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Australian shares are set for a modest gain when trade opens after global markets slipped as Spanish and Italian interest rates climbed to dangerous levels.
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On the ASX24, the SPI futures was 10 points higher to 4100. The Australian dollar has climbed back above $US1.02. It was recently buying $US1.0208, up from $US1.0191 late yesterday. But it has retreated against the euro. After reaching an all-time high of 83.26 euro cents yesterday, the Aussie was recently buying 82.87.Join the Markets Live blog from 9.30am

Investors on both sides of the Atlantic watched with concern overnight as Spanish and Italian borrowing rates climbed, but Germany and for the first time France borrowed at negative rates, marking new tension on sovereign debt markets as eurozone ministers met. The Spanish 10-year rate surged again above the danger level of 7.0 per cent to 7.023 per cent. A rate above 7.0 per cent is believed to put a eurozone country at risk of needing a debt rescue.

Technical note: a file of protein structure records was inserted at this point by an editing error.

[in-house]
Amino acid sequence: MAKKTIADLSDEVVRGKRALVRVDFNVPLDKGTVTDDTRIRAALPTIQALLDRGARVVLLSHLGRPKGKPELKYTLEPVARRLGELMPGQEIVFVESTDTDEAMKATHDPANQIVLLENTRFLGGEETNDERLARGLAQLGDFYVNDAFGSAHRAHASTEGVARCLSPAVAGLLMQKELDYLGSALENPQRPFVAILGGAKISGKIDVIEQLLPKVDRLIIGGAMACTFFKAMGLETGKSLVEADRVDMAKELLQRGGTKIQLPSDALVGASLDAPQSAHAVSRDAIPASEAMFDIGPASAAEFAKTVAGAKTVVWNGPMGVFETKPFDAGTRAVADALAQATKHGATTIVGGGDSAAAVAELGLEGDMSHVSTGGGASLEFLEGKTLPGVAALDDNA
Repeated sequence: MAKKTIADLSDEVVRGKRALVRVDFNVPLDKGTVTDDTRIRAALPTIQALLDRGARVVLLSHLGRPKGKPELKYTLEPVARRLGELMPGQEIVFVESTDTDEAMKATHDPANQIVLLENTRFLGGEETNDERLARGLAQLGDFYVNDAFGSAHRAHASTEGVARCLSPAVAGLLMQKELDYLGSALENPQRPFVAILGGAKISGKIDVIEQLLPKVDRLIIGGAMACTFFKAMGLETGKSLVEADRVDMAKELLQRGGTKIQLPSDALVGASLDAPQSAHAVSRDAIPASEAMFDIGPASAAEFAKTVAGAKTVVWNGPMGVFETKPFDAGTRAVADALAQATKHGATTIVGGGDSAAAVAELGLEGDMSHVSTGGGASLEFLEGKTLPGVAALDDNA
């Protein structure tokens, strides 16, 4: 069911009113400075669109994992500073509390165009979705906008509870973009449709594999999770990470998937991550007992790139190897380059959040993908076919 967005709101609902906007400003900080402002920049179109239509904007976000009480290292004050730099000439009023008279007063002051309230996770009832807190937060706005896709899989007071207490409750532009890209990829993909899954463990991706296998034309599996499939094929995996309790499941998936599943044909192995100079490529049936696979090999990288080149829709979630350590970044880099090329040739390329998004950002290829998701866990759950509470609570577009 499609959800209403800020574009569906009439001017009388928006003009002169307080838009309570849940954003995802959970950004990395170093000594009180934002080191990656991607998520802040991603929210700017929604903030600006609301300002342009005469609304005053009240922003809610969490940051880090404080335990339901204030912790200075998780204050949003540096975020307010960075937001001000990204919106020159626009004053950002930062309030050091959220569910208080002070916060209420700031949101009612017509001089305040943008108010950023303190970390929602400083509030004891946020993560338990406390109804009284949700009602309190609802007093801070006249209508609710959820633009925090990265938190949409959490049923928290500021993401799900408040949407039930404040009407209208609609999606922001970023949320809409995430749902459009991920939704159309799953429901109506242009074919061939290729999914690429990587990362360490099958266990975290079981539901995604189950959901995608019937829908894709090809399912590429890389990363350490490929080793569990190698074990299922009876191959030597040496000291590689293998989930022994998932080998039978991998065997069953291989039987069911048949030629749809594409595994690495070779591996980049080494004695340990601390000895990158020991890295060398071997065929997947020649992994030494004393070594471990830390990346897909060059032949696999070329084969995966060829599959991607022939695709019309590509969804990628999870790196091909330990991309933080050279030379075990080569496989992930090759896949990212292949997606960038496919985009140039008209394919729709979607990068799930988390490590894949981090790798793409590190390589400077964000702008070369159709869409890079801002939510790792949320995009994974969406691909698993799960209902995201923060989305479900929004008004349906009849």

Making news today

In economics news:National Australia Bank’s monthly business survey for June

In company news:Insurance Australia Group Asian business operations updateTrojan Equity Limited – Date payable

Analyst rating changes:Iluka Resources cut to ‘sector perform’ at RBCQube Logistics rated new ‘underweight’ at Morgan StanleyNewcrest Mining raised to ‘overweight’ at JPMorganFortescue Metals raised to ‘strong buy’ at BBY Ltd

How we fared yesterday

The Australian sharemarket has closed lower for the third consecutive day, dragged down by resources stocks after a sluggish US employment report and a profit warning from mineral sands miner Iluka Resources fanned fears about slowing global growth.